Last month my column echoed a theme that seems to keep building in the national press. Since that column, olives have been recalled for botulism, milk for being over-fortified or under-pasteurized and cheese risotto for salmonella threats.
In fact, even the pet food scare I mentioned has transformed into a potential problem for humans. As reported in The Washington Post, on April 30 the FDA announced that small amounts of pet food tainted with melamine, an industrial chemical not intended for human consumption, had been used in chicken feed on some farms in Indiana. A few days earlier, they said that hog farms in six states might have received tainted pet food for use as feed as well. But don't worry, says the FDA. Since we're omnivores it should pose "minimal risk."
If you ask me, any risk is too great when it comes to what goes down my gullet, and we all know how much credibility the FDA has these days.
But all is not lost! Rather than just leave pondering your plate, I thought I'd give you a fighting chance to know what's in the food you put in your mouth and offer a short list of a few of the local companies producing foods with a transparent chain of custody.
Findlay Market is a great place to hit for all sorts of organic and local food items. You've got Madison's and Turner Farms for organic produce. And you can get a variety of organic livestock from Dobbs Hill Farms. They raise completely organic livestock with no herbicides, pesticides or chemical fertilizers used. Inside the main market-house, Busch's Country Corner offers Amish poultry that has no preservatives, hormones or chemicals.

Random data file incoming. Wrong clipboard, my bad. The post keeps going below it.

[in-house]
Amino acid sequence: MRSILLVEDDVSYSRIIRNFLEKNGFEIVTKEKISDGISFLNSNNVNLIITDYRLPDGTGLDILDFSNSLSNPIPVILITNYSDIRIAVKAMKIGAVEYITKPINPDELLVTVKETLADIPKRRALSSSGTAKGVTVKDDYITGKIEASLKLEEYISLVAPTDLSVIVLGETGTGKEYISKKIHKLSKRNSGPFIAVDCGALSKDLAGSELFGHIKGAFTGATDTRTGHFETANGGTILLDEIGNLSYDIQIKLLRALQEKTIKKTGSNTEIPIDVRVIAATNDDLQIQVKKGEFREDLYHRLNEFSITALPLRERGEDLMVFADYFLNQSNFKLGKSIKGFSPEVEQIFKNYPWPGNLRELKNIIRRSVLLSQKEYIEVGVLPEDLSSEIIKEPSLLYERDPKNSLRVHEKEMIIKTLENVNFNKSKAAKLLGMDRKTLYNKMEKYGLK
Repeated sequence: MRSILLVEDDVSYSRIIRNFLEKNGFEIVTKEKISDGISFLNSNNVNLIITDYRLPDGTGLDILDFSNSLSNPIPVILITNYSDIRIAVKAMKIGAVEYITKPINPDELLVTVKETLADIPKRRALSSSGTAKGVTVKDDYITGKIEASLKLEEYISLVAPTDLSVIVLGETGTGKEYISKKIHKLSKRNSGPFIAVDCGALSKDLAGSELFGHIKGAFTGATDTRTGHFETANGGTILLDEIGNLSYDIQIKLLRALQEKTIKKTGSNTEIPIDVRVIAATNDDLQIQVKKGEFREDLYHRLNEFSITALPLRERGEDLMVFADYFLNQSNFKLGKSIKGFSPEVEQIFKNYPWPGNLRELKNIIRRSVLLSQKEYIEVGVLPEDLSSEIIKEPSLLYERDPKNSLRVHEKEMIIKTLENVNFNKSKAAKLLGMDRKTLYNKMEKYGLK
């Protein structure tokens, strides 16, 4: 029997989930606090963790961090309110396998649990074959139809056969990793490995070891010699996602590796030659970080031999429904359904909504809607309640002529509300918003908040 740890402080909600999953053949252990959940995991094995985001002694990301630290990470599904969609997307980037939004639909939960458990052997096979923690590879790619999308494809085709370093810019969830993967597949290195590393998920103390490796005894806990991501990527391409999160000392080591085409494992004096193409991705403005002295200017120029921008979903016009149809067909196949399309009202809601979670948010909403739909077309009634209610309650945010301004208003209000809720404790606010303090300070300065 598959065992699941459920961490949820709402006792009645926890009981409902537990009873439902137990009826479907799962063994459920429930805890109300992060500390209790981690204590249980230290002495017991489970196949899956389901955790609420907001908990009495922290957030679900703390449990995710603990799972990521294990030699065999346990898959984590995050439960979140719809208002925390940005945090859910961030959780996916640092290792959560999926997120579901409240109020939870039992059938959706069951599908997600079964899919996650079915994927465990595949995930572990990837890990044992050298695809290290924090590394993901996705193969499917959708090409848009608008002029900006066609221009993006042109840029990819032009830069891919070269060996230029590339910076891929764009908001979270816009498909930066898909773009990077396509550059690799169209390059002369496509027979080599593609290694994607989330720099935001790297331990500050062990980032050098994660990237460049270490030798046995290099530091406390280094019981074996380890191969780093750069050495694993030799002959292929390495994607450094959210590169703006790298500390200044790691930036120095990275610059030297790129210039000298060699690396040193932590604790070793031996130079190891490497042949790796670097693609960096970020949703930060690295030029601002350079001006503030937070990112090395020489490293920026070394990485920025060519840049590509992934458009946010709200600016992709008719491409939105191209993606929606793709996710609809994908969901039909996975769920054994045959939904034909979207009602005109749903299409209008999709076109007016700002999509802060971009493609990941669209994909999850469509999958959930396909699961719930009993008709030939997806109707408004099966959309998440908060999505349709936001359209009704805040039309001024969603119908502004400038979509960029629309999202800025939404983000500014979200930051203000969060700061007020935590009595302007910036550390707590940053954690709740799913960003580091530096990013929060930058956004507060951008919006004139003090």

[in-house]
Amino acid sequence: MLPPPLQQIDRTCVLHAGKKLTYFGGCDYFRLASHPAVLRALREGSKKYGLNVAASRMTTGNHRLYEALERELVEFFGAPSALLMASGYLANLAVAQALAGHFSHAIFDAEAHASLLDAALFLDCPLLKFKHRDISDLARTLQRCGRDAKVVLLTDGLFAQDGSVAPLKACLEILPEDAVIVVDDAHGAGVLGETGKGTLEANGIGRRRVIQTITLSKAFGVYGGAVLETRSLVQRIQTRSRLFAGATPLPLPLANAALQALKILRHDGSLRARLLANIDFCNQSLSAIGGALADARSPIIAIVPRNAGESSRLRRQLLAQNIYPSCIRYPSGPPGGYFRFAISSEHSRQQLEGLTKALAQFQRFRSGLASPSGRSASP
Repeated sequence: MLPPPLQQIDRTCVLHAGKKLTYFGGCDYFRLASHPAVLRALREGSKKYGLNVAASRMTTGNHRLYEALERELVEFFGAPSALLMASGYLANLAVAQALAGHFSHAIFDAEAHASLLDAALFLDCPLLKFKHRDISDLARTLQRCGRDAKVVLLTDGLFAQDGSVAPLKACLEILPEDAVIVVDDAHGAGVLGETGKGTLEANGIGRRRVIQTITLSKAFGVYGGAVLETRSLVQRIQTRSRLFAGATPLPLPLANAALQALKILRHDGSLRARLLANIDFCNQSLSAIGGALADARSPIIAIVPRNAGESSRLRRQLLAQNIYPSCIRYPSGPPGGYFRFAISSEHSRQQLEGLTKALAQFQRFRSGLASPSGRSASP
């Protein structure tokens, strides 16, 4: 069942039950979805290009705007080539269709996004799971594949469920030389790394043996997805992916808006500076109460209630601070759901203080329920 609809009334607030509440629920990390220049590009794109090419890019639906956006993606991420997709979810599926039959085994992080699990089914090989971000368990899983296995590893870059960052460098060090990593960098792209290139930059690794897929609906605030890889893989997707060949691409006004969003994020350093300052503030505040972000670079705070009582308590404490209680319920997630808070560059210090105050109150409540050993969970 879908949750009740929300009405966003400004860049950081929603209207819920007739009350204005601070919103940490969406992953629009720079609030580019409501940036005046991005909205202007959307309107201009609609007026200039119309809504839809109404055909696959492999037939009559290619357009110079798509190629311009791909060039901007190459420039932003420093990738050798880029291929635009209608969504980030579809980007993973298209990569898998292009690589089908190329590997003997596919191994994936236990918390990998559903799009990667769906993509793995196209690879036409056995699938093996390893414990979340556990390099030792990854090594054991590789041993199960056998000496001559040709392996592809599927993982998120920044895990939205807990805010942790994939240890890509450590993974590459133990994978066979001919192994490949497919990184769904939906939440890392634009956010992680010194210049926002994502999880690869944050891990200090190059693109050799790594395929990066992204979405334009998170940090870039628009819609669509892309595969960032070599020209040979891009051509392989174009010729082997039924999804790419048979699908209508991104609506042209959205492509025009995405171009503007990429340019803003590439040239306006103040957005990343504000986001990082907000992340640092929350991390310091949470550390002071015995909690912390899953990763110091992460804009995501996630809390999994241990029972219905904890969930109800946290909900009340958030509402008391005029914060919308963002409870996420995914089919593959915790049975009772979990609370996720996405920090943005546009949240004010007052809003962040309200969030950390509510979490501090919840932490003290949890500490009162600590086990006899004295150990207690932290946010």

You can get organic peanut butter, spelt bread and vegan baked treats from Clifton Natural Foods and Wild Oats always has a variety of organic produce and meat products.
And don't think you have to stay home to eat safely. Lots of local restaurant owners are using local and/or organic products. Downtown, Fresh is using organic meats and nitrate-free bacon for its sandwiches and salads. Julie Francis of Nectar in Mount Lookout uses local and organic ingredients on her menus. Todd Kelly (Orchids at Palm Court) and Jean-Robert de Cavel (JeanRo Bistro, Pho Paris, Jean-Robert at Pigall's and Greenup Café) also take the opportunity to use as much local fare as they can. On the West Side, Ron Wise of Rondo's has worked with many local growers over the years in order to keep his seasonal menu innovative.
There are so many chefs using local and organic ingredients these days that there isn't room to list them all, but this will give you a good start. Hell, you can even get started with a cup of locally roasted coffee at Brutopia in Clifton.
Seny, a Spanish tapas restaurant is scheduled to open in East Walnut Hills at the beginning of August. Owner Travis Maier says, "We hope to broaden the horizons of the Cincinnati restaurant scene by giving diners a taste of Spain in the true form of tapas ... not 'tapas style.' " ... Gratitude Restaurant is scheduled to open on Ludlow Avenue in Clifton this summer. The restaurant will offer a completely vegetarian menu and will be the first in the Cincinnati area to be certified by the Green Restaurant Association.
CONTACT LORA ARDUSER: larduser(at)citybeat.com